Some Typical Procedures Performed by Knee Surgery Specialists
It is generally pain and swelling, often accompanied by decreased mobility that first prompts patients to seek help from one of the nation’s specialists in the art of knee surgery. There are a number of possible explanations for the discomfort and impaired mobility, so it is necessary for the healthcare professional to begin by identifying the underlying cause in order to determine what should prove to be the most suitable form of intervention.
Once, it would have been necessary to rely solely on clinical history and the information provided X-ray images to evaluate damage to the bone and surrounding tissues. Once established, it would have been necessary to expose the entire joint in order to treat the confirmed condition surgically. More recently, the development of a technique, known as arthroscopy, has made it possible for a clinician to perform a visible inspection of the internal structure of a joint, as well as for today’s orthopaedic specialists to perform intricate knee surgery with the aid of just two or three tiny incisions.
The arthroscopic is a narrow tube with a miniature video camera and light located at its tip. Inserted into a joint via a keyhole incision, the camera relays a real-time image via a fibre optic cable to a monitor screen or eyepiece, allowing the surgeon to identify the nature and extent of any damage. One form of damage encountered quite frequently, and which is common among those involved in sports, is a torn meniscus.
In such cases, knee surgery specialists have three possible courses of action, and the choice depends on the extent of the damage. Often, a meniscectomy, in which the torn area is just trimmed, will suffice to relieve the symptoms while, in other cases, it may be possible to undertake a repair with no need for excision. Where the damage is too extreme, the meniscus may be removed completely, and a donor meniscus transplanted.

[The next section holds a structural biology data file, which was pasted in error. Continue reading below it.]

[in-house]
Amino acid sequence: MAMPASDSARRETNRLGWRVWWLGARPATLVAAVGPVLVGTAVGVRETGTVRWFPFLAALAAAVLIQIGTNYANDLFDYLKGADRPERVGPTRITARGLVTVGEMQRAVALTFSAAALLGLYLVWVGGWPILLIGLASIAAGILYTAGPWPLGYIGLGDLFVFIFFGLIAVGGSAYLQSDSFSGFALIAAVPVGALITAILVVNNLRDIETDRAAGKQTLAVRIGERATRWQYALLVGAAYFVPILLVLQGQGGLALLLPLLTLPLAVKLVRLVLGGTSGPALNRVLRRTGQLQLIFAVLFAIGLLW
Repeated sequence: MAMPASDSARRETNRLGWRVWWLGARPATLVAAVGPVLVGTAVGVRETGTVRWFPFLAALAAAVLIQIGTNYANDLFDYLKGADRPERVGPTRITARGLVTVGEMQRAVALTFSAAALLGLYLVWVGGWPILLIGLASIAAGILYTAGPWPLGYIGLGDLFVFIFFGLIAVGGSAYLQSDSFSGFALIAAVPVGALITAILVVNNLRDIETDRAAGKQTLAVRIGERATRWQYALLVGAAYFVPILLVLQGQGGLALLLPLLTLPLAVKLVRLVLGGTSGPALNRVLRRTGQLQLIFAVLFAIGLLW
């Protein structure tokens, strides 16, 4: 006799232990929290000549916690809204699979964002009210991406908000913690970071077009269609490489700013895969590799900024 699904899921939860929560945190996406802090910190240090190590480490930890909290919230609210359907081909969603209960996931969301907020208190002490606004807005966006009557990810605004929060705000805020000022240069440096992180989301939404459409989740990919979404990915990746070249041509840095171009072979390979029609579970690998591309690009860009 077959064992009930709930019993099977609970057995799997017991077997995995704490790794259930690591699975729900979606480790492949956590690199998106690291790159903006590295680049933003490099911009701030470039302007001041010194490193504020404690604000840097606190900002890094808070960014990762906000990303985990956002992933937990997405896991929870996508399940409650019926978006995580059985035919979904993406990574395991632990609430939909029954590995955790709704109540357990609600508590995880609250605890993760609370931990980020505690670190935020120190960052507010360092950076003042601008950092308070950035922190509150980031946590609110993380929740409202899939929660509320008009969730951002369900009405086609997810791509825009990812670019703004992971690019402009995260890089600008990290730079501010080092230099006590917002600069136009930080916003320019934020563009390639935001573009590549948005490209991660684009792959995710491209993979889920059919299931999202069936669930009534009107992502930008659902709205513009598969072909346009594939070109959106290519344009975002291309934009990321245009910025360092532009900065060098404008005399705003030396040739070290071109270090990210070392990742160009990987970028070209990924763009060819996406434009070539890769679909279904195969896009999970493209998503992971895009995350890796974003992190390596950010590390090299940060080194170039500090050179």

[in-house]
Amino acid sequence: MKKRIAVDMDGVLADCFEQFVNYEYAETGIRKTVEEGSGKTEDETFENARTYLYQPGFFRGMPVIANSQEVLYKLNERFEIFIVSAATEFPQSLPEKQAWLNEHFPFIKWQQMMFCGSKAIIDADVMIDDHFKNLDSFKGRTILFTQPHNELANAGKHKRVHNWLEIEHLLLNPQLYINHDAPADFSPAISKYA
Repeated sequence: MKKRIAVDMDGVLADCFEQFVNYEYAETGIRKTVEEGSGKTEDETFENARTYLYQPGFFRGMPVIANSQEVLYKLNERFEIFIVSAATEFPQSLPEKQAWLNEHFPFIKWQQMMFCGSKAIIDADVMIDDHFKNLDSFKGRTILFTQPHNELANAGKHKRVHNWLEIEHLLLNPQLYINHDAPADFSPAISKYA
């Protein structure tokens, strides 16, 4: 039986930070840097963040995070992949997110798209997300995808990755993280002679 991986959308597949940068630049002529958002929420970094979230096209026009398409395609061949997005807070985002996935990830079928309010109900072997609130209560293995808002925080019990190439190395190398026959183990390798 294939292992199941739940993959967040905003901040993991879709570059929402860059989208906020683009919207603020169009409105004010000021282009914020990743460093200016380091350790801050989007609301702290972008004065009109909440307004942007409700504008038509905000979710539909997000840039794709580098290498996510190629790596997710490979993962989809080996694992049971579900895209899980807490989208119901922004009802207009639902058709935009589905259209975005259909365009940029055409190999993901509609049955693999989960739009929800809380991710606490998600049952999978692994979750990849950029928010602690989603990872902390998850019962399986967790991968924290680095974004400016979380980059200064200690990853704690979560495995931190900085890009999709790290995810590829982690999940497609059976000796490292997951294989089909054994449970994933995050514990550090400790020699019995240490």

Occasionally, the patella or kneecap can become misaligned, most often due to excessive tightening of the ligament known as the lateral retinaculum. This can give rise to intense pain when bending the joint. It will now be the task of a knee surgery specialist to perform a procedure known as a lateral release. The surgery is performed using an arthroscope, and involves loosening the offending ligament, thereby realigning the displaced patella and preventing future dislocations.
Involving another of the four ligaments serving these joints, in this case, the anterior cruciate, when torn, it can result in instability of the joint, and those who experience it will often complain that their knee has a tendency to just give out from under them when they put their weight on it. Following a diagnostic arthroscopy, if an ACL tear is confirmed, the next step for the knee surgery specialist will be to repair the damaged ligament by means of an autologous graft, or by using tissue harvested from a suitable donor.
Regarded by the majority of patients and physicians as the crowning achievement in the field of orthopaedics, the ability to replace a damaged joint with a prosthetic substitute has proved to be a life-changing opportunity for tens of thousands of patients across the globe. Made possible through the fusion of surgical skills and science, one of the most common reasons for an orthopaedic surgeon to perform a total or partial joint replacement is as a means to overcome the damage caused by the condition known as osteoarthritis.
The disease causes erosion of the cartilage that normally protects the articulating surfaces of the bones in the joint. In this particular case, these will be the femur and tibia. The exposed bone surfaces are now free to grind together, resulting in splintering that first leads to pain, and later, to loss of mobility. Knee surgery specialists remove the heads of any damaged bones, replacing them with metal, plastic, or ceramic substitutes.